drug addiction

Financial problems almost always arise when someone in the household is a drug user.

Drugs cost money. Where is that money coming from? Drugs are an expensive habit and financial problems arise in any family where there is a user. At the same time as the user is spending money on drugs, he or she may not have as much if any earning power. From a doctor who is addicted to prescription medication to a son who does not work and uses street drugs, neither may be in a good financial situation.

There have been many wives of prominent men who have discovered that the nest egg that they thought was safely in the bank has vanished. Likewise an average family with a drug user may find that they have things, including cash, missing. Drug addicts can be very underhanded when it comes to getting their fix. Things may vanish to be sold or exchanged for drugs, and the user often has a smooth and plausible reason why the items are gone and the family is struggling with financial problems.

Every household is a little different but here are a few suggestions which may be useful if you are suffering from financial problems or maybe ever avert some of them.

Family Valuables.

Make sure all the valuables in the house are accounted for. Please do not underestimate the drug user and their ability to rationalize why it would be ok steal your stuff. They are unable or unwilling to deal with the resulting financial problems. When they are in the clutches of a drug, most common sense and family feeling has already fled.
If you have items of value that can be marked within engraver for example, why not mark them while you still have them. This is always a good idea in case of any kind of theft.

Money and banking.
Who is in charge of the money in the household?
Do you have access to bank accounts, or are you at the financial mercy of the person who does? Is this person also the drug user?
There can be quite a bit of financial abuse if the drug abuser also controls the family money. The money will go on the drug habit long before anything like mortgage/rent is paid or food provided.
Maybe you need to have a few dollars hidden away. This would be especially useful if you need to leave the house suddenly. See my escape plan. for more on this.

Some other things to think about.
Do you share a credit card with the drug user or does the user have access to any of your cards?
Can they get into your wallet or purse?
Have you checked the items on your cards and do you know what the balance is?
Are there a lot of cash draws from card or bank account?
Getting cash on a credit card is a very expensive way of getting money for anything but is often the way drug users get their cash. If your name is also on the card then you are probably liable for the resulting payments.

Is the user getting money or stealing from another family member? Are other family members having financial problems due to the drug user? It is not uncommon for a drug user to go round to each member in turn and get money or things which can be traded or sold. Going to Grandma with sad stories or threats is often a way for a user to get Granny to hand over her social security.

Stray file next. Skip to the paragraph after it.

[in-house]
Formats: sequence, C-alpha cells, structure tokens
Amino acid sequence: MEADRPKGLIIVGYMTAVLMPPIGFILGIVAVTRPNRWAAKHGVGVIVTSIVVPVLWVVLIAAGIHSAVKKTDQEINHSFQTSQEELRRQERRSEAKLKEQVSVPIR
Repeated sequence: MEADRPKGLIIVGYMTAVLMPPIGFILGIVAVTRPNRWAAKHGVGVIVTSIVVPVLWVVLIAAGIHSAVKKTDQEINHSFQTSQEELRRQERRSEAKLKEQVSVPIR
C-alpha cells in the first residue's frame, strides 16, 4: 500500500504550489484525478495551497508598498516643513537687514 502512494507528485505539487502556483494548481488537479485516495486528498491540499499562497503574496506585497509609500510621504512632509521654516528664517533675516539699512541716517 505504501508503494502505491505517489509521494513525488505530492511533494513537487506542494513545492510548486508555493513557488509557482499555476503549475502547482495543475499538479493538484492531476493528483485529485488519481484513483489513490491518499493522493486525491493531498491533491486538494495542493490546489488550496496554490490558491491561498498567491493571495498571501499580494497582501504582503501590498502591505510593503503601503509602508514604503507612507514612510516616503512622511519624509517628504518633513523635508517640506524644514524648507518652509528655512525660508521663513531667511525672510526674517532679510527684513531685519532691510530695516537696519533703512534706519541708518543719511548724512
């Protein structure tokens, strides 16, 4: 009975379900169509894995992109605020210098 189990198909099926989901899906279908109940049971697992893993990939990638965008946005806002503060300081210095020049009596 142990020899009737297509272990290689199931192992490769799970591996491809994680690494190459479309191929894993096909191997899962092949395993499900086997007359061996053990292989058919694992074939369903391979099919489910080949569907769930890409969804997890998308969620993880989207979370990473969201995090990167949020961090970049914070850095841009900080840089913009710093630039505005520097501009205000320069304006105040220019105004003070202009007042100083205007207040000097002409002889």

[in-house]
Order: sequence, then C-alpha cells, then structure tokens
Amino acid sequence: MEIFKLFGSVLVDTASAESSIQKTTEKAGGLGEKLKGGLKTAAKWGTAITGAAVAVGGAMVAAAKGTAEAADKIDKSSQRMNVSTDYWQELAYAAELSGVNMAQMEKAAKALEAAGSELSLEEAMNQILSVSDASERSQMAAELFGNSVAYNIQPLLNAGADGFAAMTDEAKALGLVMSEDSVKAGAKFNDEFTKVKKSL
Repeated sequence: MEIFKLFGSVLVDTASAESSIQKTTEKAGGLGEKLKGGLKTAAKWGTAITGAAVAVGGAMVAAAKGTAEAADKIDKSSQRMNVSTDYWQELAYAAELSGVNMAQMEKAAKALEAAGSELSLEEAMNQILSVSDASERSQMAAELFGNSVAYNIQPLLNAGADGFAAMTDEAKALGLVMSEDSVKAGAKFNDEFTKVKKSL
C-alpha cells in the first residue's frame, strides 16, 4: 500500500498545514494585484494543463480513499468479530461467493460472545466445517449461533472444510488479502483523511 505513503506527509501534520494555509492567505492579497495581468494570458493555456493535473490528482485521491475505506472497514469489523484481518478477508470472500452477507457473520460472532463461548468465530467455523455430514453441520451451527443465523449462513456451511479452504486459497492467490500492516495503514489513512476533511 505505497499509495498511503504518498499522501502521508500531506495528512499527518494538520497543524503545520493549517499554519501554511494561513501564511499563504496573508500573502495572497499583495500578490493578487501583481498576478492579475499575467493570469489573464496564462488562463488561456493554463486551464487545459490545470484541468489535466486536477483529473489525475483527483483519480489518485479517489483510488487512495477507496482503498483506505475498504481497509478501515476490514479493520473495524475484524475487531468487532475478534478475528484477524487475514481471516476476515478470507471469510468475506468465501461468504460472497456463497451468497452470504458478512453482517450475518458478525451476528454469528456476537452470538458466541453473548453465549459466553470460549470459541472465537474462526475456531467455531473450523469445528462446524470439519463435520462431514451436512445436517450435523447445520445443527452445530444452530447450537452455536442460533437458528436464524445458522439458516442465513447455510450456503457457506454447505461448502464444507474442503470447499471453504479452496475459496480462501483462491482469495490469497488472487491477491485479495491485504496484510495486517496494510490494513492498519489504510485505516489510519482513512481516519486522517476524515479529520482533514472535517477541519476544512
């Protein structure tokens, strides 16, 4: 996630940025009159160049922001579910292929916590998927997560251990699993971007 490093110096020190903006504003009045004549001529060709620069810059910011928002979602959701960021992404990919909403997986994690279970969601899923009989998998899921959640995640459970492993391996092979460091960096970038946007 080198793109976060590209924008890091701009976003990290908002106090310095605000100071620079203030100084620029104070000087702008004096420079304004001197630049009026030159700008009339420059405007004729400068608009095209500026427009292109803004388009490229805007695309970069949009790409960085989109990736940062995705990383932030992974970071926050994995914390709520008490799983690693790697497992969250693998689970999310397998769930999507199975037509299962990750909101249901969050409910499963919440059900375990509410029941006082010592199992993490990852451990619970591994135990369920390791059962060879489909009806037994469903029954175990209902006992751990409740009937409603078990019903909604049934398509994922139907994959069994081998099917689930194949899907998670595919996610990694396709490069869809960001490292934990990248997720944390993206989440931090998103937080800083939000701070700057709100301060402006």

If Grandma has anything of value what I wrote above applies. Check any elderly relative for their valued belongings. Pay special attention to jewelry, guns or other weapons and tools.

I lost a generator valued at $900 and found it had been taken to a pawn shop. Thanks to the Sheriff I got it back, but some things never came back!

Drug users can also scare other family member into providing money. It is wise to keep an eye open for this type of abuse which is often actual blackmail or threats. If items of value have gone it is probably a matter for the police, although I know it is hard for many families to be forced to do this.

If you can get enough support from the rest of your family then a family intervention could be the next step. Make all the participants understand the need for you to work together.

What if you are short of food or clothing, especially if you have children? Try a local food shelf or local Church food bank. For clothing - try Churches that have a clothes closet or thrift stores. Also remember that many areas have free things on Craigslist or a freecycle (Yahoo) group. Put in a request for the things you need and often people will help out.

It is important for you to understand your legal position.
If your partner is the income producer but is also the drug abuser and particularly if you have children to support, you may need visit an attorney or go to Legal Aid.
What is owned jointly?
Is your name on the house deed or the rental agreement?
How about a vehicle? Do you have a car of your own? What about insurance? Who pays? Has it been paid? Some people find out too late that they have no insurance (after the car is wrecked).
What about life insurance? Have any policies been cashed in? Most drug abusers are not truthful, especially when it comes to money for their habit, and you will be left with the financial problems of their making.

The families who fare best are the ones who are proactive in dealing with the financial problems. Drug abusers are never proactive!

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Copyright Vivienne Edwards/Angels on Wheels LLC; 2008 - 2009
This page updated 2013